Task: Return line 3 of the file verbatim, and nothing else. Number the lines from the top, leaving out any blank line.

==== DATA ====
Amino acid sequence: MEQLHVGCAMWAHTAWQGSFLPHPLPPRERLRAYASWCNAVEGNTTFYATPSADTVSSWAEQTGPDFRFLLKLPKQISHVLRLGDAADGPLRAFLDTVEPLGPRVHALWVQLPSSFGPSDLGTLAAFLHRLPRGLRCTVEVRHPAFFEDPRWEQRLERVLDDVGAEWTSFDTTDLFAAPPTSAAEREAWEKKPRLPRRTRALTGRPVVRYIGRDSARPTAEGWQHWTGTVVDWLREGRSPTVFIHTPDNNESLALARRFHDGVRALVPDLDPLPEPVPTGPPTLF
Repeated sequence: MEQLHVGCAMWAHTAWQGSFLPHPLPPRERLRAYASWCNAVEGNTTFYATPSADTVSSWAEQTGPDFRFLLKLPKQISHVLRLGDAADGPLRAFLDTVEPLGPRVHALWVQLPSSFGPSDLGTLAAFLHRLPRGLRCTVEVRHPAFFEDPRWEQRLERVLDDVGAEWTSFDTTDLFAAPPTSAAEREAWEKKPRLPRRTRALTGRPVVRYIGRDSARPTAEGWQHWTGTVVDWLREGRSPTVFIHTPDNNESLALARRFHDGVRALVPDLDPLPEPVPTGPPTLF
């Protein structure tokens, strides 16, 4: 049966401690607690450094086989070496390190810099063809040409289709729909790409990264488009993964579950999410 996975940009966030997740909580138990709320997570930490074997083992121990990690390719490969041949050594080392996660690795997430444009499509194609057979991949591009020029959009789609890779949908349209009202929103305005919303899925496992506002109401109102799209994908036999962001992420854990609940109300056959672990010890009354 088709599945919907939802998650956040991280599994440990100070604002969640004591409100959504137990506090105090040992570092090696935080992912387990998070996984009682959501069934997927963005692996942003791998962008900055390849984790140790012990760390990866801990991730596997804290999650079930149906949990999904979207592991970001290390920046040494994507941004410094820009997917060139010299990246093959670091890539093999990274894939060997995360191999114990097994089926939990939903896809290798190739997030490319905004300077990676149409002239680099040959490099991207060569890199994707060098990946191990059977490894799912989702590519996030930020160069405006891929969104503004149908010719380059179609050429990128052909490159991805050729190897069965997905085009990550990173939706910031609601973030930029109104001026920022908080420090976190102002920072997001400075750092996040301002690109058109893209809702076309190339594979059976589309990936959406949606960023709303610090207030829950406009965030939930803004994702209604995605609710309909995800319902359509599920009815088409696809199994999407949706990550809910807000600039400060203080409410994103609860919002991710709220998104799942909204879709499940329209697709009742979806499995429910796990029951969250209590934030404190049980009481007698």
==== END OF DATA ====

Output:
């Protein structure tokens, strides 16, 4: 049966401690607690450094086989070496390190810099063809040409289709729909790409990264488009993964579950999410 996975940009966030997740909580138990709320997570930490074997083992121990990690390719490969041949050594080392996660690795997430444009499509194609057979991949591009020029959009789609890779949908349209009202929103305005919303899925496992506002109401109102799209994908036999962001992420854990609940109300056959672990010890009354 088709599945919907939802998650956040991280599994440990100070604002969640004591409100959504137990506090105090040992570092090696935080992912387990998070996984009682959501069934997927963005692996942003791998962008900055390849984790140790012990760390990866801990991730596997804290999650079930149906949990999904979207592991970001290390920046040494994507941004410094820009997917060139010299990246093959670091890539093999990274894939060997995360191999114990097994089926939990939903896809290798190739997030490319905004300077990676149409002239680099040959490099991207060569890199994707060098990946191990059977490894799912989702590519996030930020160069405006891929969104503004149908010719380059179609050429990128052909490159991805050729190897069965997905085009990550990173939706910031609601973030930029109104001026920022908080420090976190102002920072997001400075750092996040301002690109058109893209809702076309190339594979059976589309990936959406949606960023709303610090207030829950406009965030939930803004994702209604995605609710309909995800319902359509599920009815088409696809199994999407949706990550809910807000600039400060203080409410994103609860919002991710709220998104799942909204879709499940329209697709009742979806499995429910796990029951969250209590934030404190049980009481007698």